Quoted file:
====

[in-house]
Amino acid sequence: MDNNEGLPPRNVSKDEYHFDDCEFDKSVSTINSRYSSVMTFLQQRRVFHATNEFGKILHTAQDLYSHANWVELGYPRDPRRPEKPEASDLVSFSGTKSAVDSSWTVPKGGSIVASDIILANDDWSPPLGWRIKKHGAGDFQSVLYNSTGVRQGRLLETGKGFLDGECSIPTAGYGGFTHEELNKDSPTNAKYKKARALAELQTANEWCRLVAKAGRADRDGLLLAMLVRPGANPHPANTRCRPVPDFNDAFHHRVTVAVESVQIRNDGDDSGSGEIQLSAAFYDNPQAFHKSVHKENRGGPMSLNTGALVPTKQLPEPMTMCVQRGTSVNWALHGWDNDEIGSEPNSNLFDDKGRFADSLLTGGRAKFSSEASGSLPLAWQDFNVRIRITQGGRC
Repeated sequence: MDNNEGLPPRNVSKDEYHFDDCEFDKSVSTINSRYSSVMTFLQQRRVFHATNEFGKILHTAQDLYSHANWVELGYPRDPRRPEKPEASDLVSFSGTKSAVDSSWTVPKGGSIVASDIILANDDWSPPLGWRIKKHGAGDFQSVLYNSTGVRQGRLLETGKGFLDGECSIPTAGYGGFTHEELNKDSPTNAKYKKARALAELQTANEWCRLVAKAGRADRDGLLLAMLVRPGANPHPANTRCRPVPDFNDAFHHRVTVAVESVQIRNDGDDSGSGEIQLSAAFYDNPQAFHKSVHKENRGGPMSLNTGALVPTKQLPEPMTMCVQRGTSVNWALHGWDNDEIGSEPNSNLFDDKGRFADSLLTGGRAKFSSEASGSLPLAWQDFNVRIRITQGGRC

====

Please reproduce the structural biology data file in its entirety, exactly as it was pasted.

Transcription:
[in-house]
Amino acid sequence: MDNNEGLPPRNVSKDEYHFDDCEFDKSVSTINSRYSSVMTFLQQRRVFHATNEFGKILHTAQDLYSHANWVELGYPRDPRRPEKPEASDLVSFSGTKSAVDSSWTVPKGGSIVASDIILANDDWSPPLGWRIKKHGAGDFQSVLYNSTGVRQGRLLETGKGFLDGECSIPTAGYGGFTHEELNKDSPTNAKYKKARALAELQTANEWCRLVAKAGRADRDGLLLAMLVRPGANPHPANTRCRPVPDFNDAFHHRVTVAVESVQIRNDGDDSGSGEIQLSAAFYDNPQAFHKSVHKENRGGPMSLNTGALVPTKQLPEPMTMCVQRGTSVNWALHGWDNDEIGSEPNSNLFDDKGRFADSLLTGGRAKFSSEASGSLPLAWQDFNVRIRITQGGRC
Repeated sequence: MDNNEGLPPRNVSKDEYHFDDCEFDKSVSTINSRYSSVMTFLQQRRVFHATNEFGKILHTAQDLYSHANWVELGYPRDPRRPEKPEASDLVSFSGTKSAVDSSWTVPKGGSIVASDIILANDDWSPPLGWRIKKHGAGDFQSVLYNSTGVRQGRLLETGKGFLDGECSIPTAGYGGFTHEELNKDSPTNAKYKKARALAELQTANEWCRLVAKAGRADRDGLLLAMLVRPGANPHPANTRCRPVPDFNDAFHHRVTVAVESVQIRNDGDDSGSGEIQLSAAFYDNPQAFHKSVHKENRGGPMSLNTGALVPTKQLPEPMTMCVQRGTSVNWALHGWDNDEIGSEPNSNLFDDKGRFADSLLTGGRAKFSSEASGSLPLAWQDFNVRIRITQGGRC